Sustainability activist, broadcaster and slow fashion campaigner Venetia La Manna has brought back #OOOTD (a social media initiative encouraging people to share their “old outfit of the day” – an antidote to the #OOTD fashion hashtag) as a key element of the campaign she co-founded, Remember Who Made Them. “Remember Who Made Them is campaigning for a new solidarity economy, where garment workers’ dignity and joy is the centre of the conversation. We’ve woven the #OOOTD movement into the fabric of the manifesto because it encourages people to celebrate the clothes that they already have, as a way to show love and respect to the people who made their clothes,” she told Eco-Age. The hashtag has garnered over 40,000 posts, and a quick scroll through the Instagram feed shows just how many people are using social media to celebrate what’s already in their wardrobe. “The more we love our clothes, the longer they last, and the longer they stay out of landfills,” La Manna added.
#OutfitRepeater is another hashtag gaining popularity on the platform with 50,000 plus posts. One big advocate of this is Lauren Ritchie, a climate justice activist based in New York and the founder of The Eco Gal. For Ritchie, the taboo of outfit repeating is not only problematic in terms of the environment but an issue of privilege too. “It’s extremely classist to shame individuals for wearing the same outfits or assuming that everyone has an extensive wardrobe to select from,” she told us.
It’s a feminist issue as well. What Arianna Huffington – author and founder of The Huffington Post – dubs the ‘style gap’: the expectation of women to spend more time and money on their appearance than their male counterparts. For men, there’s just not the same pressure to wear a new suit for a wedding or different shirt for an upcoming meeting.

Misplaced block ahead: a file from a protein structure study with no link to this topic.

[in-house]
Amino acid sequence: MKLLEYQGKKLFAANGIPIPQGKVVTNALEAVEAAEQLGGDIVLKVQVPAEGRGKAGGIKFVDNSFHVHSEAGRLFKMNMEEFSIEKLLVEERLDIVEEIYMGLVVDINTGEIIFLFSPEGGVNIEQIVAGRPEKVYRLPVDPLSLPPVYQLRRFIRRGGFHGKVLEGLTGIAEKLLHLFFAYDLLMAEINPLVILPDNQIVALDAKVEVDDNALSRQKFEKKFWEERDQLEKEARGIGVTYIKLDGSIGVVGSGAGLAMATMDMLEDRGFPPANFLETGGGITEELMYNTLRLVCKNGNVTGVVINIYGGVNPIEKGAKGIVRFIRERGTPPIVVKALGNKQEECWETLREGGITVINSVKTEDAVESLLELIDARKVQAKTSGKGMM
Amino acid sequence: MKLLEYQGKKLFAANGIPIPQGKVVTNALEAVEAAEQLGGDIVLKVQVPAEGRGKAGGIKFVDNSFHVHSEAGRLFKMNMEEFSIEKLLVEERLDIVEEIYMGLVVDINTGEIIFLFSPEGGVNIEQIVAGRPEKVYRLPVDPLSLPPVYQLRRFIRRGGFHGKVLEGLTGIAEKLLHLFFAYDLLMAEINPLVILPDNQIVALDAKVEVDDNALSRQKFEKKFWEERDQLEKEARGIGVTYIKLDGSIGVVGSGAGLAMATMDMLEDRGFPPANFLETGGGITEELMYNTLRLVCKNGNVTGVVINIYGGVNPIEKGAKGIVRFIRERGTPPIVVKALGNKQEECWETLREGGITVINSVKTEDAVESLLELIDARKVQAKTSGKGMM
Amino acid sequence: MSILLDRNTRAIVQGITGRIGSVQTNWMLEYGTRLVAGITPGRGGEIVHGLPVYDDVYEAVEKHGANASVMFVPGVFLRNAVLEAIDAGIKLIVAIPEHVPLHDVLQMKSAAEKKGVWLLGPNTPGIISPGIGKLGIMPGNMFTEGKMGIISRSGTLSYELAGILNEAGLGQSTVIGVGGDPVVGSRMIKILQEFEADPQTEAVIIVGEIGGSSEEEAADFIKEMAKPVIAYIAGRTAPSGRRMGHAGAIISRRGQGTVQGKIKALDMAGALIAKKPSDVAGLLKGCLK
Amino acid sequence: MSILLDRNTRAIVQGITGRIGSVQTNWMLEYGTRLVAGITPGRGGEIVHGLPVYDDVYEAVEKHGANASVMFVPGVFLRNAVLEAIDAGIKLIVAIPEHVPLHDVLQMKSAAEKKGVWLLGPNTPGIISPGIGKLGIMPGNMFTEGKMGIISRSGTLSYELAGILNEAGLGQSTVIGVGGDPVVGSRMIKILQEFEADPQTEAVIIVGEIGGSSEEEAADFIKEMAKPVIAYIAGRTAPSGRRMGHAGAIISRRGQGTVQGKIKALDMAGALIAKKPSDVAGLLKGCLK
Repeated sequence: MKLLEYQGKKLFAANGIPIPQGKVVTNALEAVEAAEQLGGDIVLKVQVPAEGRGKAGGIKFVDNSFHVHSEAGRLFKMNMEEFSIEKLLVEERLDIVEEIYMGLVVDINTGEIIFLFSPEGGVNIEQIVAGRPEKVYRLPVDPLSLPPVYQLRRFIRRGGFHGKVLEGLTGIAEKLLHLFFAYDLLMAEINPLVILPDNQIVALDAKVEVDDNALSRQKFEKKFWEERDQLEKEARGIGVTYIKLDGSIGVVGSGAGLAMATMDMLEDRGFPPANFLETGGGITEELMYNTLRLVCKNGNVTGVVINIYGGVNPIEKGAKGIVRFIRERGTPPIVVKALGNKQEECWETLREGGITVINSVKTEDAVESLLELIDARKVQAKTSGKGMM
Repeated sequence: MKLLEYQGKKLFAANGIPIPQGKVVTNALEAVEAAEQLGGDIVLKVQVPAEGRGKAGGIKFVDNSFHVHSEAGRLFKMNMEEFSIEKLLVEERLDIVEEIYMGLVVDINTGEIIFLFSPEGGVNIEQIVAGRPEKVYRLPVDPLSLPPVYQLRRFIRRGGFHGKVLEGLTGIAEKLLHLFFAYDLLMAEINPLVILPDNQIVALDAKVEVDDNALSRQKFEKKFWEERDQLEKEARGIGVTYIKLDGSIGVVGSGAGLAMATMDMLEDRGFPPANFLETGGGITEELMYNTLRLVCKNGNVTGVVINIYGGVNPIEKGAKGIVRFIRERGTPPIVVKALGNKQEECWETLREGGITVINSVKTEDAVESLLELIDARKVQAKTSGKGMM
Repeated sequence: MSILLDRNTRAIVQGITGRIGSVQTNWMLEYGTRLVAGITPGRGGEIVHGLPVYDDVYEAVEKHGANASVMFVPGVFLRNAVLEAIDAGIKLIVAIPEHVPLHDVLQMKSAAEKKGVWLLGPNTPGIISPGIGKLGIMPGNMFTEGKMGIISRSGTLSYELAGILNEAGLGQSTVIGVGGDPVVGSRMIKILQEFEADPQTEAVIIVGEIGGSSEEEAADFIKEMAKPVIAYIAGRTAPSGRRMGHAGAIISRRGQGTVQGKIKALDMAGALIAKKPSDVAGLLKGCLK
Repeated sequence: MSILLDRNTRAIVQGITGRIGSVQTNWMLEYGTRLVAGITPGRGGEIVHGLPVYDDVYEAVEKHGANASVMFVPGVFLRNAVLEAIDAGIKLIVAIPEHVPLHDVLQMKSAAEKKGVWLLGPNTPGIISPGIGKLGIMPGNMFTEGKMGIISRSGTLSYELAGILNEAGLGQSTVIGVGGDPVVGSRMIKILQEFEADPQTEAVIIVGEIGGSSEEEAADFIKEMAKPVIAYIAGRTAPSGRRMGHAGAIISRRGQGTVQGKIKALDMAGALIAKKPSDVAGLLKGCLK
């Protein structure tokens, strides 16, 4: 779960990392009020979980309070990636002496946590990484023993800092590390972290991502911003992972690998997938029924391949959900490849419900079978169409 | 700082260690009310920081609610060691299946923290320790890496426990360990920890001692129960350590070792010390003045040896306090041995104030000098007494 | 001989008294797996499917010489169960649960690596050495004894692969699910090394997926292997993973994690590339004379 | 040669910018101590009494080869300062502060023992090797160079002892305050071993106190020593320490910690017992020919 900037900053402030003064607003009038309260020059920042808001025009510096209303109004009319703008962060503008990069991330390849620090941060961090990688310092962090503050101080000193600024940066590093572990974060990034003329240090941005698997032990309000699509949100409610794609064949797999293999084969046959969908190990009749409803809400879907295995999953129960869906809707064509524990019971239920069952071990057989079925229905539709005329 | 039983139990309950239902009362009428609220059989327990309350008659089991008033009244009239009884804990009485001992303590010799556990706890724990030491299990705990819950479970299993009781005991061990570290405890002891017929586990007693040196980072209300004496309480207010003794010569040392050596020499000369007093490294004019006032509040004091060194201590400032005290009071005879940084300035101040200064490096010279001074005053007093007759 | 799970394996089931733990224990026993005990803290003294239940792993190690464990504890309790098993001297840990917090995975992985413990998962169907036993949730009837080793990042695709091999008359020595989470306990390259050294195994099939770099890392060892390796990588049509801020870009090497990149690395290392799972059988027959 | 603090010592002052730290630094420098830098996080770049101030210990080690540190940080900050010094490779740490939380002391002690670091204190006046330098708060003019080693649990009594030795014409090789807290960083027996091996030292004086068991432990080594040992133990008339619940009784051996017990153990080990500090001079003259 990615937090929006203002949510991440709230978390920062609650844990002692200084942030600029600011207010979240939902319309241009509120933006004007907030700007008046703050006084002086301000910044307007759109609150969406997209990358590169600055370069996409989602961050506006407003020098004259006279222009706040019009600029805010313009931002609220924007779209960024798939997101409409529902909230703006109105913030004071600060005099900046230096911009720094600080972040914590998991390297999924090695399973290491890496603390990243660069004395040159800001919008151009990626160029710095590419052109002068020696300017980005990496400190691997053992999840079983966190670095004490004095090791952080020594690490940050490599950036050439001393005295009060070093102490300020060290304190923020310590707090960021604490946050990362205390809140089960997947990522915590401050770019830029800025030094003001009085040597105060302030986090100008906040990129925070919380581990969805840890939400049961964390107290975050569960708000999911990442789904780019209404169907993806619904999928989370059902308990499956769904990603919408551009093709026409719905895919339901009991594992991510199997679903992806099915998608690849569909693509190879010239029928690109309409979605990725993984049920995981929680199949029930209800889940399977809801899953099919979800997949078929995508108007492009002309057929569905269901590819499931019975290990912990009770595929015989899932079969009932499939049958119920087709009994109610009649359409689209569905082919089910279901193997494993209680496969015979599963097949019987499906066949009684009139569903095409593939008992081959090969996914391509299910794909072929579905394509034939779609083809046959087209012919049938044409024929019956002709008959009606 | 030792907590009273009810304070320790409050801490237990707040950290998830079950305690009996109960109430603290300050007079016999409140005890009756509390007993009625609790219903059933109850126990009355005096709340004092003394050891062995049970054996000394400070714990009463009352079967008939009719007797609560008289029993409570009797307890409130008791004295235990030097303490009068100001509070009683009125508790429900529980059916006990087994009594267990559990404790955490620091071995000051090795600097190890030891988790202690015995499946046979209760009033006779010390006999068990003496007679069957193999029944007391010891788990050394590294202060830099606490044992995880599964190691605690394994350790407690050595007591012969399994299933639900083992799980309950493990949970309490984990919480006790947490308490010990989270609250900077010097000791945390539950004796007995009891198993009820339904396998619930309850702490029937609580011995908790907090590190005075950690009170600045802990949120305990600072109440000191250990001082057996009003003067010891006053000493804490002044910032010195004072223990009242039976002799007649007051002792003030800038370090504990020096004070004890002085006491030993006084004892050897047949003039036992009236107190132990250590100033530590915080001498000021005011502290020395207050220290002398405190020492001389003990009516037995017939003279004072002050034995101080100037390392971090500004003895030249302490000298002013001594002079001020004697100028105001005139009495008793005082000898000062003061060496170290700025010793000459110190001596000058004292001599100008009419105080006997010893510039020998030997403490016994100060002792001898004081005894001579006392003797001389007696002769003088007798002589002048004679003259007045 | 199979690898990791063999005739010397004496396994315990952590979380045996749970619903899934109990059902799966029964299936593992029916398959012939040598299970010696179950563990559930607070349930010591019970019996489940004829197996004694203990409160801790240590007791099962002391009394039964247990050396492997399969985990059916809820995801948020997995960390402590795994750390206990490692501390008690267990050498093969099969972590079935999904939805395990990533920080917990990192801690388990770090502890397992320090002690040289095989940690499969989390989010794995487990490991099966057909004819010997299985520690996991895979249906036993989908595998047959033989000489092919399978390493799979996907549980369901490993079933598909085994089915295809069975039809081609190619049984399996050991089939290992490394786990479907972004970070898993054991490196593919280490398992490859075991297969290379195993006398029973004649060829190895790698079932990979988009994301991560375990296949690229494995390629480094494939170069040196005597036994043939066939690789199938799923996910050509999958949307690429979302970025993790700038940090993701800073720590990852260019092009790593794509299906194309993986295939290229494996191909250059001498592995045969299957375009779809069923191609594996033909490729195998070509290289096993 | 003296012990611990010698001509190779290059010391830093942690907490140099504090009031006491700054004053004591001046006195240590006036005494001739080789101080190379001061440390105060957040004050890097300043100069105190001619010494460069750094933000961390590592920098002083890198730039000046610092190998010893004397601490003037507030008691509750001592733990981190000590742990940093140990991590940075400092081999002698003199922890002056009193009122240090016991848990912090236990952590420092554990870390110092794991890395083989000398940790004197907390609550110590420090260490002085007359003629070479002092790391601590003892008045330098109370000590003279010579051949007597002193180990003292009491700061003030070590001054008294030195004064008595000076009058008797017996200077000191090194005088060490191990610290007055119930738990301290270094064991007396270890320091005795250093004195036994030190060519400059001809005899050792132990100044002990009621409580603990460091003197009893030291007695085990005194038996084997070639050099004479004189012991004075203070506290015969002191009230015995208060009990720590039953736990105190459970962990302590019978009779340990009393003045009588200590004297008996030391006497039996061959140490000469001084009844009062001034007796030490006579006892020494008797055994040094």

How has Ritchie made peace with this conundrum? “The more I repeated my outfits, the more I realised that nobody actually cared or noticed. I don’t pay much attention to my friend’s outfits but even if they did wear an outfit again, who cares?! If anything, it relieves the collective societal pressure on us all and it’s much better for the environment,” she said. “It’s important to stop viewing old clothes as lesser clothes and give them some credit for all the things they have been with you through,” she added.
For me, it’s a work in progress. The temptation of newness always holds excitement. However, the ease of getting dressed when you have a smaller wardrobe, trusted outfits and a clearer sense of your style is satisfying in another way. When it comes to mixing things up, shopping second-hand, swapping clothes with friends and renting pieces for those occasions like weddings all helps.
If you’re looking to embrace outfit repeating more frequently and slow down your approach to fashion, now is the perfect time to start. September is not only a natural time for new starts (the school calendar is etched on our brains long after lessons have finished), Oxfam’s Second Hand September is the perfect chance to eschew newness, love what you already have and shop second hand. Sign the pledge here.
Thrift shopping is a political choice. @nextwearer’s Hali Brown tells us why.
Discover our favourite websites to shop second hand online.
Read Jil Carrara’s top tips on how to talk to your friends about quitting fast fashion.